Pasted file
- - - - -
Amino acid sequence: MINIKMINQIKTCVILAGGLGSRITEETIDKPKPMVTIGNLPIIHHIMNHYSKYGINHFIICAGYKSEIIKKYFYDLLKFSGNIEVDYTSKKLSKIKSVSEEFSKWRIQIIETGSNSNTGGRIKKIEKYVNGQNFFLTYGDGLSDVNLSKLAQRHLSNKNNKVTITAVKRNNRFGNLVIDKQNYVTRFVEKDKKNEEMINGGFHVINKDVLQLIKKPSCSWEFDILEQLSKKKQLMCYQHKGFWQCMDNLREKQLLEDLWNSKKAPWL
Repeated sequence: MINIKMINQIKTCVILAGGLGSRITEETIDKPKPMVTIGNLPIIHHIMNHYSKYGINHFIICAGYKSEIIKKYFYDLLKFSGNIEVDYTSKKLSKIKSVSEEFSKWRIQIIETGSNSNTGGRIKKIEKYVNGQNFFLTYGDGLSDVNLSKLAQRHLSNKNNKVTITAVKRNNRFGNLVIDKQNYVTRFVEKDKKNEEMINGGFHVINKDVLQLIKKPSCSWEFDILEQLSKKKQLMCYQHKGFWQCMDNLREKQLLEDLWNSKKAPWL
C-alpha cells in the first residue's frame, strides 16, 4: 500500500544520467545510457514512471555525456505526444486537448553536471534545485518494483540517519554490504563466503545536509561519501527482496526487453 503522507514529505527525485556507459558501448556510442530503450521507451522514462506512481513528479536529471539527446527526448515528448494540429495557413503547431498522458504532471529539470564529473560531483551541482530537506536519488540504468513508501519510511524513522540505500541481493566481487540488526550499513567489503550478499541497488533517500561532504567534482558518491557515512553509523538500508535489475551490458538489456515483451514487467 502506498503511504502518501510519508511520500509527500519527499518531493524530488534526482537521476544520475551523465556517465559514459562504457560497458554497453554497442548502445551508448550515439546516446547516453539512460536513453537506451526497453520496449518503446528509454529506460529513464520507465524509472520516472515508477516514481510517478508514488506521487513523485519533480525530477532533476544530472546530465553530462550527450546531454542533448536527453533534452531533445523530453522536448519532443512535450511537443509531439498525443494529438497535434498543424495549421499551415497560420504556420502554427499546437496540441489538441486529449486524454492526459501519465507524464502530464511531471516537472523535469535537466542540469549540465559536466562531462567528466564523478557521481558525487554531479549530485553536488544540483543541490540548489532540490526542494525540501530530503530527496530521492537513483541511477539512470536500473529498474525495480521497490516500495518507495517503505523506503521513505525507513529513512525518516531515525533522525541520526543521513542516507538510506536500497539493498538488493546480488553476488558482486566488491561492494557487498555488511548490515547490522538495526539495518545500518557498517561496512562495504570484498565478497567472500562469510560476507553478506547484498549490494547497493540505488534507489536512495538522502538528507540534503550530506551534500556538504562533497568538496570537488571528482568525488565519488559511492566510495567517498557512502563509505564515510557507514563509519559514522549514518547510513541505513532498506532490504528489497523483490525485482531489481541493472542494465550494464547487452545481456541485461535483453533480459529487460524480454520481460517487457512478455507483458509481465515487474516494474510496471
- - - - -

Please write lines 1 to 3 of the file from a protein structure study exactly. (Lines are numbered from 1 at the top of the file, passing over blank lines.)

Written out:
Amino acid sequence: MINIKMINQIKTCVILAGGLGSRITEETIDKPKPMVTIGNLPIIHHIMNHYSKYGINHFIICAGYKSEIIKKYFYDLLKFSGNIEVDYTSKKLSKIKSVSEEFSKWRIQIIETGSNSNTGGRIKKIEKYVNGQNFFLTYGDGLSDVNLSKLAQRHLSNKNNKVTITAVKRNNRFGNLVIDKQNYVTRFVEKDKKNEEMINGGFHVINKDVLQLIKKPSCSWEFDILEQLSKKKQLMCYQHKGFWQCMDNLREKQLLEDLWNSKKAPWL
Repeated sequence: MINIKMINQIKTCVILAGGLGSRITEETIDKPKPMVTIGNLPIIHHIMNHYSKYGINHFIICAGYKSEIIKKYFYDLLKFSGNIEVDYTSKKLSKIKSVSEEFSKWRIQIIETGSNSNTGGRIKKIEKYVNGQNFFLTYGDGLSDVNLSKLAQRHLSNKNNKVTITAVKRNNRFGNLVIDKQNYVTRFVEKDKKNEEMINGGFHVINKDVLQLIKKPSCSWEFDILEQLSKKKQLMCYQHKGFWQCMDNLREKQLLEDLWNSKKAPWL
C-alpha cells in the first residue's frame, strides 16, 4: 500500500544520467545510457514512471555525456505526444486537448553536471534545485518494483540517519554490504563466503545536509561519501527482496526487453 503522507514529505527525485556507459558501448556510442530503450521507451522514462506512481513528479536529471539527446527526448515528448494540429495557413503547431498522458504532471529539470564529473560531483551541482530537506536519488540504468513508501519510511524513522540505500541481493566481487540488526550499513567489503550478499541497488533517500561532504567534482558518491557515512553509523538500508535489475551490458538489456515483451514487467 502506498503511504502518501510519508511520500509527500519527499518531493524530488534526482537521476544520475551523465556517465559514459562504457560497458554497453554497442548502445551508448550515439546516446547516453539512460536513453537506451526497453520496449518503446528509454529506460529513464520507465524509472520516472515508477516514481510517478508514488506521487513523485519533480525530477532533476544530472546530465553530462550527450546531454542533448536527453533534452531533445523530453522536448519532443512535450511537443509531439498525443494529438497535434498543424495549421499551415497560420504556420502554427499546437496540441489538441486529449486524454492526459501519465507524464502530464511531471516537472523535469535537466542540469549540465559536466562531462567528466564523478557521481558525487554531479549530485553536488544540483543541490540548489532540490526542494525540501530530503530527496530521492537513483541511477539512470536500473529498474525495480521497490516500495518507495517503505523506503521513505525507513529513512525518516531515525533522525541520526543521513542516507538510506536500497539493498538488493546480488553476488558482486566488491561492494557487498555488511548490515547490522538495526539495518545500518557498517561496512562495504570484498565478497567472500562469510560476507553478506547484498549490494547497493540505488534507489536512495538522502538528507540534503550530506551534500556538504562533497568538496570537488571528482568525488565519488559511492566510495567517498557512502563509505564515510557507514563509519559514522549514518547510513541505513532498506532490504528489497523483490525485482531489481541493472542494465550494464547487452545481456541485461535483453533480459529487460524480454520481460517487457512478455507483458509481465515487474516494474510496471